In my work as a yoga therapist, I have had the opportunity to observe many bodies breathe and it is striking to see the many different variations. Some individuals breathe shallow, fast breaths into the chest, sometimes people hold their breath and many individuals draw their stomach in on the inhale and out on the exhale. These are all examples of dysfunctional breath patterns that can alter the way a person feels and the amount of energy that they have. What is most fascinating is how fast people can find relief from many ailments by taking a proper full breath.
To start with, it is important to note that there are three diaphragms in the body at the throat, chest and pelvic floor. All of them work together to direct the flow of breath throughout the body. Basically a diaphragm is a circular domed muscle that expands and constricts. Not only do they direct the breath through the body, but there movement massages the organs around them which circulates fluids and keeps things active internally. Just as it is important to stay active externally, we want to keep things moving internally as well.
In order to keep things simple, I am going to focus on the diaphragm at the chest to explain the mechanics of breathing. When taking a full deep breath into the depths of the lungs they begin to blow up like balloons. This growing volume in the lungs allows the circular diaphragm to expand 360 degrees around the body and the dome begins to press down becoming more like the shape of a bowl. This downward expanding motion allows the belly (and back) to protrude with the expanding volume. As you exhale the diaphragm relaxes and returns to its normal shape which helps to expel the air up and out.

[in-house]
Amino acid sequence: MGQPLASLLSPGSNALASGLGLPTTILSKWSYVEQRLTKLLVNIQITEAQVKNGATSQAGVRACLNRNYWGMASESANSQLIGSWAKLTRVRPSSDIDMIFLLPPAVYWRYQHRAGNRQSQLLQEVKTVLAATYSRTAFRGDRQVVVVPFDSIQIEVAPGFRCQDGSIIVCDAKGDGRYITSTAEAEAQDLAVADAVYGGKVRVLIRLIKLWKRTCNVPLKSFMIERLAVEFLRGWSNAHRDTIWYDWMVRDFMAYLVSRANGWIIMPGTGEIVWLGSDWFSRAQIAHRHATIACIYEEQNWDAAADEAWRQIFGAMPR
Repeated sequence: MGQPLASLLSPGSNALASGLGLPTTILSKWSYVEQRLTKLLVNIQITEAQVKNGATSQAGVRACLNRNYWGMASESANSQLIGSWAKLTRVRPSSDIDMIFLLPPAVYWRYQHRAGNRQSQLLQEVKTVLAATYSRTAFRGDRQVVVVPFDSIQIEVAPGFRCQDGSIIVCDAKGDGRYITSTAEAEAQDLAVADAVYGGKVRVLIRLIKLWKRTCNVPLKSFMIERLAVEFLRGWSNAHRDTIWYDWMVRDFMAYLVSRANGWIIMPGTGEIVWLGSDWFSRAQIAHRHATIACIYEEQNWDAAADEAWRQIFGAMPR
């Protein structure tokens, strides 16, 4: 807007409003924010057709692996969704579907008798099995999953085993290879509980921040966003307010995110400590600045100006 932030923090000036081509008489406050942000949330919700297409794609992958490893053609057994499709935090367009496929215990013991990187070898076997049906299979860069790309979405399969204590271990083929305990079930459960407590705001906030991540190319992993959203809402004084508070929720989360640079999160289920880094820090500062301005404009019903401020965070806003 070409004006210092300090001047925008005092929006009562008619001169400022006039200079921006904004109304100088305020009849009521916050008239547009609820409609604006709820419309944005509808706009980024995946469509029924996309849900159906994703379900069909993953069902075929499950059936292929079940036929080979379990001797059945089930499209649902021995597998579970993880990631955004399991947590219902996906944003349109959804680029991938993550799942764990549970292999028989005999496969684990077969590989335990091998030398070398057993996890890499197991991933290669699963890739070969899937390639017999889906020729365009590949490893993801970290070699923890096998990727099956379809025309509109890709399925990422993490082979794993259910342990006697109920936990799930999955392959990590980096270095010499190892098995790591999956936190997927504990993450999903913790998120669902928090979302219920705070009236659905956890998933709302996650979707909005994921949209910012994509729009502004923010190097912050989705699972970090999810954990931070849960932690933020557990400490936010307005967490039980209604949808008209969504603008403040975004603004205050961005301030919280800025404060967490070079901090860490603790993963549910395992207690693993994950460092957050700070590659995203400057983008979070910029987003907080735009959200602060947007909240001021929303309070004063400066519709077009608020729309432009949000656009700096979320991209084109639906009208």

A great way to practice diaphragmatic breathing is to put a strap around the body right under the breast bone, at the level of the diaphragm. As you breathe, focus on expanding into the strap 360 degrees around the body. Then place your hands around the lower rib cage and check to see that there is some expansion in the belly and mid-lower back. This, in a nutshell, is a full breath!
The latter step is important because it is very common to see people suck their belly in as they inhale, which causes the diaphragm to stay domed and creates a backwards flow of air, like a vacuum. This habitual pattern of breath called Reverse breathing causes confusion in the respiratory system which can lead to a confused and anxious state of mind. Many times, reverse breathers also carry a lot of tension and stress in the upper body, neck and shoulder area.
It is important to note that it takes time and effort to change a dysfunctional breathing habit. By trying the activity above, you can get a sense of how it feels to breathe deeply, but like any other habit, it takes a lot of practice and dedication to make the change become the new norm.